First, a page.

I couldn’t talk Alan into seeing an opera (I KNOW, right?!) but he was interested in seeing the famous Lippanzer horses, so we grabbed tickets and took in a practice session, which, as it turns out, should more accurately be named, “Horse Walking.” The practice consists of four 30 minute blocks featuring six different horses and riders in the ring at a time. A few horses were actually working on tricks (like weird little dance steps or balancing on their rear legs) but most of them seemed to be tasked with the basics, like walking close to a wall. While it certainly wasn’t riveting theatre, it was still interesting to learn about the Spanish Riding School and the training process. And it was raining outside, so… not the worst way to spend the morning.

Speaking of rain: on our way to the flea market (Naschmarkt) for lunch, the skies opened up and dumped on us. We arrived at the market just as the rain started falling in sheets, and took shelter under the awning of a fish stand where we ordered a basket of fried shrimp. Our intention was to lazily eat our way through the market, but there’s nothing relaxing about eating in the middle of a downpour where hurricane-force winds are driving the rain sideways at you. On another day, it would’ve been a great plan. Instead we ended up bailing and running in a restaurant across the street to dry off and split a plate of fish and chips. So much for channeling Anthony Bourdain.

Speaking of plans gone bust: I’d read that heurigers (quaint little estates where they have weingartens that also serve food) are a uniquely Austrian experience. I thought hitting one on our last day in town would give us a reason to check out a different part of the area, since some are a tram ride about an hour outside the heart of the city. After navigating a tram-line under construction (which called for a partial detour using the subway), we arrived in Nussdorf with high hopes.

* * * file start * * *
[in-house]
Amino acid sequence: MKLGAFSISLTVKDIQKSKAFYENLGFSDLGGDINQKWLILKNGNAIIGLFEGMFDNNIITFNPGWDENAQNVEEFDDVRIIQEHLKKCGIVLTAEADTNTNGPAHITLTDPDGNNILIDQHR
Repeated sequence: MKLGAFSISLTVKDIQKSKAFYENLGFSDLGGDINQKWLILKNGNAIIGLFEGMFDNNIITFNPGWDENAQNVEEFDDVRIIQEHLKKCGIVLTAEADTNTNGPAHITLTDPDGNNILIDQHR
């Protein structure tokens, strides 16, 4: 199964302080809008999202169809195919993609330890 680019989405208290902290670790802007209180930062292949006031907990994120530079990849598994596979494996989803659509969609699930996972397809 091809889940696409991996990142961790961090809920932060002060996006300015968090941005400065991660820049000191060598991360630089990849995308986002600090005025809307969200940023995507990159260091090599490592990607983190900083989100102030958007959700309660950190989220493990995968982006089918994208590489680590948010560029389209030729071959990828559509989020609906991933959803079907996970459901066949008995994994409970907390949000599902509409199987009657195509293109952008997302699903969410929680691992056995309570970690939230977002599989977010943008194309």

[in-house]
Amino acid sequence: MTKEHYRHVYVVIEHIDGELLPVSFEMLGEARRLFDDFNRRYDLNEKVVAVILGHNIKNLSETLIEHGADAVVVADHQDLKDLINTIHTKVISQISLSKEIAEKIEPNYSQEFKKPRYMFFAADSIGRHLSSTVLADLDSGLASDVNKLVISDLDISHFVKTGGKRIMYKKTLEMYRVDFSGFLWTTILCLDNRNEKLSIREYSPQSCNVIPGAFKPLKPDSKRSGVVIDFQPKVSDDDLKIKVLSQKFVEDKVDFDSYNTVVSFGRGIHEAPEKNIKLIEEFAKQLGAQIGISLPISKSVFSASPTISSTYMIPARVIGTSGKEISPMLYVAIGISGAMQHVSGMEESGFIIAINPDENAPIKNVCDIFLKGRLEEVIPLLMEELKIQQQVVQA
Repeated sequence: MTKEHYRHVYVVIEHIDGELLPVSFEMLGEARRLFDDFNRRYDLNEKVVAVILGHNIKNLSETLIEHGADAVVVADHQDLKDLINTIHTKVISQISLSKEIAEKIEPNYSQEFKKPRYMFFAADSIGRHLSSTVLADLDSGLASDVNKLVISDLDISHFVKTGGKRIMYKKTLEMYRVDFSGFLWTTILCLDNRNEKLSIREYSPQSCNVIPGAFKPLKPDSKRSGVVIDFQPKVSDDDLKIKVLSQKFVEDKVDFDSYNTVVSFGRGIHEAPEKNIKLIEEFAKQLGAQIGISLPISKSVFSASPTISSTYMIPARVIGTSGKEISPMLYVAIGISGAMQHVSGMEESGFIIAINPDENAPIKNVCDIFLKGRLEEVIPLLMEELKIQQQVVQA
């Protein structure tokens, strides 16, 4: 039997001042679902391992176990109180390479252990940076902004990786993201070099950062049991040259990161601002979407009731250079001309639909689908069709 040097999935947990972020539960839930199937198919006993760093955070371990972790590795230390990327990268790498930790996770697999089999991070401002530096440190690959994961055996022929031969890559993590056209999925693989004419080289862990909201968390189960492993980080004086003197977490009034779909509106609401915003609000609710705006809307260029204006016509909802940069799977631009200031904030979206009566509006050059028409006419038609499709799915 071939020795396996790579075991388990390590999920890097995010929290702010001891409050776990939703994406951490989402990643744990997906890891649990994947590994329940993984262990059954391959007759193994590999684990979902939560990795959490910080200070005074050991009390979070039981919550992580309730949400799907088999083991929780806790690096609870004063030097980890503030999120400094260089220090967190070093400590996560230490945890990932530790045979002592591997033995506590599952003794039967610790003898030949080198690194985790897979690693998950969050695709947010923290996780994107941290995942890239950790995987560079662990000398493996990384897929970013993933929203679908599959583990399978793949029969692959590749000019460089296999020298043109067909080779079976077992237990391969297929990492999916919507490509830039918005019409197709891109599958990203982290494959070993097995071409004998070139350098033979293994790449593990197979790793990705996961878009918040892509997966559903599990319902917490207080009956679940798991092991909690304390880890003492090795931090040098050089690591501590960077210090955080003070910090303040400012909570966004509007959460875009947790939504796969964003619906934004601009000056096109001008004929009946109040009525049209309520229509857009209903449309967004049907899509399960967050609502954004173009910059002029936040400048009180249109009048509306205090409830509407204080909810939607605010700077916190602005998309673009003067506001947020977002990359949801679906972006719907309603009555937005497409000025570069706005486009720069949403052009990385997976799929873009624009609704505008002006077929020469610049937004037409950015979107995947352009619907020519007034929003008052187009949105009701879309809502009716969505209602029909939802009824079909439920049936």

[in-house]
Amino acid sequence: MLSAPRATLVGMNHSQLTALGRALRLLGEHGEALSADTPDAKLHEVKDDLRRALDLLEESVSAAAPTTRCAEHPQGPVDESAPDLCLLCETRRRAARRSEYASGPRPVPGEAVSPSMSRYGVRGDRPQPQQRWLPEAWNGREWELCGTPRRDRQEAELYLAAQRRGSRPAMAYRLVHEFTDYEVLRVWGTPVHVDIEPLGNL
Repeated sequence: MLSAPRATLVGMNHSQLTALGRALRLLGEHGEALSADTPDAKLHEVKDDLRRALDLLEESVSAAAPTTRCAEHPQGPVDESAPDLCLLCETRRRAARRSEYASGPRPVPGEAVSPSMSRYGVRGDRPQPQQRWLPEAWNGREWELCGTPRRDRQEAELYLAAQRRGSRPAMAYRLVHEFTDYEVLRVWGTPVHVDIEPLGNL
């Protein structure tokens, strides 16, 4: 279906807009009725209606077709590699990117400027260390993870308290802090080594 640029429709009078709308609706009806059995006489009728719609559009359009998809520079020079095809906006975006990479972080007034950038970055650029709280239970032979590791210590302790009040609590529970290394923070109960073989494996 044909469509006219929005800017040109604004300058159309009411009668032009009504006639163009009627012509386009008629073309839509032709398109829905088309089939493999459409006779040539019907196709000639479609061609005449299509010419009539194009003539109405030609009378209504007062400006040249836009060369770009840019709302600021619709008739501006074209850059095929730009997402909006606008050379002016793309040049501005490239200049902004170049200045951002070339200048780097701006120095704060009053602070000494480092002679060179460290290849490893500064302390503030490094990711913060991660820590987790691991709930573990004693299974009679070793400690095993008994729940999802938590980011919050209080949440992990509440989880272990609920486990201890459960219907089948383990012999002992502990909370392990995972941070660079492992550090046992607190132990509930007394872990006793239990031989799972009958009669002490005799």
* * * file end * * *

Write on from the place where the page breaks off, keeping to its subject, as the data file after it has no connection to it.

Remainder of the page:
Alas, the first one we went to had a sign on its gate indicating that it was closed all day for a private event. Boo. Fortunately, there was a second heuriger in town (and on the same street) so we shuffled along. Unfortunately, it ALSO had a sign on its gate, but we couldn’t figure out what it meant. I tried using Google Translate’s photo app on my phone, and the resulting (obviously incorrect) translation had us raising our eyebrows: “Nazis – attending – pay – listen.”

I was like, “Whelp. I think that means we probably should just keep walking.” Alan was undeterred, so he opened the gate. We found ourselves walking through what appeared to be the backyard of a home, which lead to a room that looked like a restaurant. The back door to the apparent restaurant was open and a woman was washing tables. It seemed pretty obvious that whatever the sign said, they weren’t open for business. Alan cheerfully proceeded, not at all concerned that we might be intruding on a Nazi lair. I pointed my toes toward the gate, ready to take off.

Turns out, it wasn’t a Nazi lair, but it also was closed for the day. We cut our losses and instead found a quaint local restaurant where we were able to split a delicious pork roast with a single potato dumpling the size of a tennis ball (weird) and a bowl of cabbage with bacon.

A word on food: If you are a fan of meat and potatoes, central Europe is your friend. Our trip featured multiple meals of schnitzel, sausages, goulash, and stroganoff. My pick for the best hot dog: Vienna. The street vendors will drill a hole in a baguette and drop a foot-long sausage down the hole with either ketchup or mustard, then put the tip of the loaf back on top like the sausage is wearing a hat. Delicious!

 

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This is where the magic happens. 

 

It was ambitious to try to hit three cities in 10 days, but I’m glad we took the time to stop in Vienna. On Saturday we said, “Auf Wiedersehen” and headed to the train station for our four hour trek to Prague.

*Clarification: I would’ve said that the best decision we made in Austria was asking a stranger to verify that we were at the correct train station when we had only 3 minutes to make a connecting train to Prague, but technically that happened in Breclav, which was just across the border, in the Czech Republic. More on that – and the frantic tossing of baggage off the train – later.